**Automatic Differentiation Using Dual Numbers**

Forward mode automatic differentiation is accomplished by augmenting the algebra of real numbers and obtaining a new arithmetic. An additional component is added to every number which will represent the derivative of a function at the number, and all arithmetic operators are extended for the augmented algebra. The augmented algebra is the algebra of dual numbers. Computer programs often implement this using the complex number representation.

Replace every number with the number, where is a real number, but is nothing but a symbol with the property . Using only this, we get for the regular arithmetic

and likewise for subtraction and division.

Now, we may calculate polynomials in this augmented arithmetic. If, then

where denotes the derivative of with respect to its first argument, and, called a *seed*, can be chosen arbitrarily.

The new arithmetic consists of ordered pairs, elements written, with ordinary arithmetics on the first component, and first order differentiation arithmetic on the second component, as described above. Extending the above results on polynomials to analytic functions we obtain a list of the basic arithmetic and some standard functions for the new arithmetic:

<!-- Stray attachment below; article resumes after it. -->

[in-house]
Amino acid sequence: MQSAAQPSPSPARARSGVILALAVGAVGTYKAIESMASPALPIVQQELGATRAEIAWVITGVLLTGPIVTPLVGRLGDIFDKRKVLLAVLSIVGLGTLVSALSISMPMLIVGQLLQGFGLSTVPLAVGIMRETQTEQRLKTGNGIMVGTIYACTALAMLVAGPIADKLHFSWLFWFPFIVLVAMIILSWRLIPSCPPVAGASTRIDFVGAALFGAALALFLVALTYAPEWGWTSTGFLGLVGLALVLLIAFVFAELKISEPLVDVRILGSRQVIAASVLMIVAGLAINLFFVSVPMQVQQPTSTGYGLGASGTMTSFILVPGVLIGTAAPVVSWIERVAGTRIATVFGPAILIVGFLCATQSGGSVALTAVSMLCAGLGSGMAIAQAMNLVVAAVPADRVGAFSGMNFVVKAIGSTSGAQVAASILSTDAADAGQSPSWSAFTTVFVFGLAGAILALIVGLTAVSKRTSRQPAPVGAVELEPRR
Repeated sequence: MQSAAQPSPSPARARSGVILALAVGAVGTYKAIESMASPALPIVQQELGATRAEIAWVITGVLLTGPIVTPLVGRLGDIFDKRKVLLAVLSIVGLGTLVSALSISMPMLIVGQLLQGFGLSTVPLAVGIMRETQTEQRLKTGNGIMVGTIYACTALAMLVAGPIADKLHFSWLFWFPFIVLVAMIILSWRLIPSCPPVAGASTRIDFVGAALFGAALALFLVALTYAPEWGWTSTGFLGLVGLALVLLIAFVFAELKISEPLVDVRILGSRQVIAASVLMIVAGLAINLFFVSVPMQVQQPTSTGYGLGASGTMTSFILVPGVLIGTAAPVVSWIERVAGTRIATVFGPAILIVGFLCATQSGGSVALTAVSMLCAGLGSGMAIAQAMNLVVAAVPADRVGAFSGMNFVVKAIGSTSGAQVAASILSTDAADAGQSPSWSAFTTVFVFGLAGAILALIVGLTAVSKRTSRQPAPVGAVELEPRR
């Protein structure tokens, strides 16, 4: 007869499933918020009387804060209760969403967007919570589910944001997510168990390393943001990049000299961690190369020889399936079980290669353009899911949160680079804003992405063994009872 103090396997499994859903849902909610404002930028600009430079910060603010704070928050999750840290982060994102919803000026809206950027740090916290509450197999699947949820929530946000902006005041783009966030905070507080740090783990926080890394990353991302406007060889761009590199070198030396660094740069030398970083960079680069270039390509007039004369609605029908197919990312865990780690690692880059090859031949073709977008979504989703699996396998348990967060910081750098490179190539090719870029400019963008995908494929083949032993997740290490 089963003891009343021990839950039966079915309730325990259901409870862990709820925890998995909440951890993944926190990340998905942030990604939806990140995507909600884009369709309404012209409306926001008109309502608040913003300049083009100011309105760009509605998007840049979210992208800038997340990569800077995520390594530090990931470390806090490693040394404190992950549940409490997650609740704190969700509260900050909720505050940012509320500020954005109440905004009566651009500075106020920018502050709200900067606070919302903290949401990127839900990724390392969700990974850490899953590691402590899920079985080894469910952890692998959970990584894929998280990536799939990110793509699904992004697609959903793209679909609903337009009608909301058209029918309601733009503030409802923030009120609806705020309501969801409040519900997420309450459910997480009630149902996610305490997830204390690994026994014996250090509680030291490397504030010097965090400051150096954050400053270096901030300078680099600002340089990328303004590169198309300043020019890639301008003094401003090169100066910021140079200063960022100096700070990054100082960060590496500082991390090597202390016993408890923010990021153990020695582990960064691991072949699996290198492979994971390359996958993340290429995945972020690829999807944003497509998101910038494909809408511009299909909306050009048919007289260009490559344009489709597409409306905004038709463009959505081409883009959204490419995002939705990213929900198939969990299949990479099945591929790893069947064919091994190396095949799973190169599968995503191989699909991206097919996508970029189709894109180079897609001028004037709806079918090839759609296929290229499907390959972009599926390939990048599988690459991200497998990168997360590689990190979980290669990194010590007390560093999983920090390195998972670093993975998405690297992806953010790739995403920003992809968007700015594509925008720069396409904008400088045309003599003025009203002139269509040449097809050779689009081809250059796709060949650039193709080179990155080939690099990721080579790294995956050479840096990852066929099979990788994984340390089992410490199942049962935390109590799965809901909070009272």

and in general for the primitive function ,

where and are the derivatives of with respect to its first and second arguments, respectively.

When a binary basic arithmetic operation is applied to mixed arguments — the pair and the real number — the real number is first lifted to . The derivative of a function at the point is now found by calculating using the above arithmetic, which gives as the result.

Read more about this topic: Automatic Differentiation

### Famous quotes containing the words numbers, dual and/or automatic:

“Publishers are notoriously slothful about *numbers*, unless they’re attached to dollar signs—unlike journalists, quarterbacks, and felony criminal defendents who tend to be keenly aware of *numbers* at all times.”

—Hunter S. Thompson (b. 1939)

“Thee for my recitative,

Thee in the driving storm even as now, the snow, the winter-day

declining,

Thee in thy panoply, thy measur’d *dual* throbbing and thy beat

convulsive,

Thy black cylindric body, golden brass and silvery steel,”

—Walt Whitman (1819–1892)

“The ruin of the human heart is self-interest, which the American merchant calls self-service. We have become a self- service populace, and all our specious comforts—the *automatic* elevator, the escalator, the cafeteria—are depriving us of volition and moral and physical energy.”

—Edward Dahlberg (1900–1977)